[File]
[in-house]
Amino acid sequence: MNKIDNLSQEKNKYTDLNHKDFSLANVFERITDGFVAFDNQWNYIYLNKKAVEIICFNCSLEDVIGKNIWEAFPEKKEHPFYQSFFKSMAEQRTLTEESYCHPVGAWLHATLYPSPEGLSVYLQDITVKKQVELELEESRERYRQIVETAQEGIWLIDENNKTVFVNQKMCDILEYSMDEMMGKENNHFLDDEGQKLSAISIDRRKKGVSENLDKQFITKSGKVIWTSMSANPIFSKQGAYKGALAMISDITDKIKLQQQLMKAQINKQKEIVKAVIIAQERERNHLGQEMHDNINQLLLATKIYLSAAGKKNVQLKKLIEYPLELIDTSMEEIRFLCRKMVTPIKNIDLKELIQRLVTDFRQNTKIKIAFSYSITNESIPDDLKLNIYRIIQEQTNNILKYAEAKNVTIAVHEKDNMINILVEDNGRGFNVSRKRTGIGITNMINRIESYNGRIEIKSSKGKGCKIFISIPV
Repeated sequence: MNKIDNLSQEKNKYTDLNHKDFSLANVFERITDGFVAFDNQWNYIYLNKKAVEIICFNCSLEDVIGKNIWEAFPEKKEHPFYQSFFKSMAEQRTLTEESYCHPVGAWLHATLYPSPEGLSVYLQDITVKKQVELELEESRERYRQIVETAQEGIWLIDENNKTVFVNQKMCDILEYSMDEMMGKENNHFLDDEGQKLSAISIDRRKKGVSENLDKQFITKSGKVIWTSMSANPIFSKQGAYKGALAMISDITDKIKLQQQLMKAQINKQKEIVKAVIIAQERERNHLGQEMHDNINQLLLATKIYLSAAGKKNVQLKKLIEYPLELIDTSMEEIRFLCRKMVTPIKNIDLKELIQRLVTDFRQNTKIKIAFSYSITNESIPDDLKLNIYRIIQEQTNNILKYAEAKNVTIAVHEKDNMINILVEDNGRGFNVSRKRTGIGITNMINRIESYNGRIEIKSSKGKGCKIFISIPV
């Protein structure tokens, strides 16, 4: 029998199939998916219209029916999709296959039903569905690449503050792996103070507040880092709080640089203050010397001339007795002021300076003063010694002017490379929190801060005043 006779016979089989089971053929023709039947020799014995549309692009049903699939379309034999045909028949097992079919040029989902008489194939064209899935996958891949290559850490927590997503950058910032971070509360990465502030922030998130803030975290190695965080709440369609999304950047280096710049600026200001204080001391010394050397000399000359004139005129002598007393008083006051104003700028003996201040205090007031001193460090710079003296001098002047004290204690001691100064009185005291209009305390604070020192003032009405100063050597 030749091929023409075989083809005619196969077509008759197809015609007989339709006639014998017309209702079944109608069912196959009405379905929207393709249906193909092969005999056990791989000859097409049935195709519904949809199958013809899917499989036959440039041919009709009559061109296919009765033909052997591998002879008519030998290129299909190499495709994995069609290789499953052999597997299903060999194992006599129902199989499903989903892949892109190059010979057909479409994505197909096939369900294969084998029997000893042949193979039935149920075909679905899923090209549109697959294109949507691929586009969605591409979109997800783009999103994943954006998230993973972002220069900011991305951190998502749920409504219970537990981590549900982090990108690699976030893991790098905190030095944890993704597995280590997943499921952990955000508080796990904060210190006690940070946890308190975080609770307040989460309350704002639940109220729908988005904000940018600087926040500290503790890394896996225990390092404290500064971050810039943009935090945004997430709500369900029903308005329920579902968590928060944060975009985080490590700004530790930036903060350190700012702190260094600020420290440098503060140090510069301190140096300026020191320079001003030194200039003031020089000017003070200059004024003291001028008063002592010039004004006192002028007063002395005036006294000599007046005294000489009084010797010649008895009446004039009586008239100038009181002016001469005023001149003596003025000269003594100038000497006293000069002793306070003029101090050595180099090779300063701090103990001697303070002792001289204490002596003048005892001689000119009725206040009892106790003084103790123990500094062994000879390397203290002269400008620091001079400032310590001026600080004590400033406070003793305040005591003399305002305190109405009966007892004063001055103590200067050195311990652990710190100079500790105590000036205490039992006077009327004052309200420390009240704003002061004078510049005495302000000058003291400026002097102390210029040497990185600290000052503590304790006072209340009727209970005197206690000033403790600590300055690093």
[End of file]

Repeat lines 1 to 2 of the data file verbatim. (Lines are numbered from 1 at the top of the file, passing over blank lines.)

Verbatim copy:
[in-house]
Amino acid sequence: MNKIDNLSQEKNKYTDLNHKDFSLANVFERITDGFVAFDNQWNYIYLNKKAVEIICFNCSLEDVIGKNIWEAFPEKKEHPFYQSFFKSMAEQRTLTEESYCHPVGAWLHATLYPSPEGLSVYLQDITVKKQVELELEESRERYRQIVETAQEGIWLIDENNKTVFVNQKMCDILEYSMDEMMGKENNHFLDDEGQKLSAISIDRRKKGVSENLDKQFITKSGKVIWTSMSANPIFSKQGAYKGALAMISDITDKIKLQQQLMKAQINKQKEIVKAVIIAQERERNHLGQEMHDNINQLLLATKIYLSAAGKKNVQLKKLIEYPLELIDTSMEEIRFLCRKMVTPIKNIDLKELIQRLVTDFRQNTKIKIAFSYSITNESIPDDLKLNIYRIIQEQTNNILKYAEAKNVTIAVHEKDNMINILVEDNGRGFNVSRKRTGIGITNMINRIESYNGRIEIKSSKGKGCKIFISIPV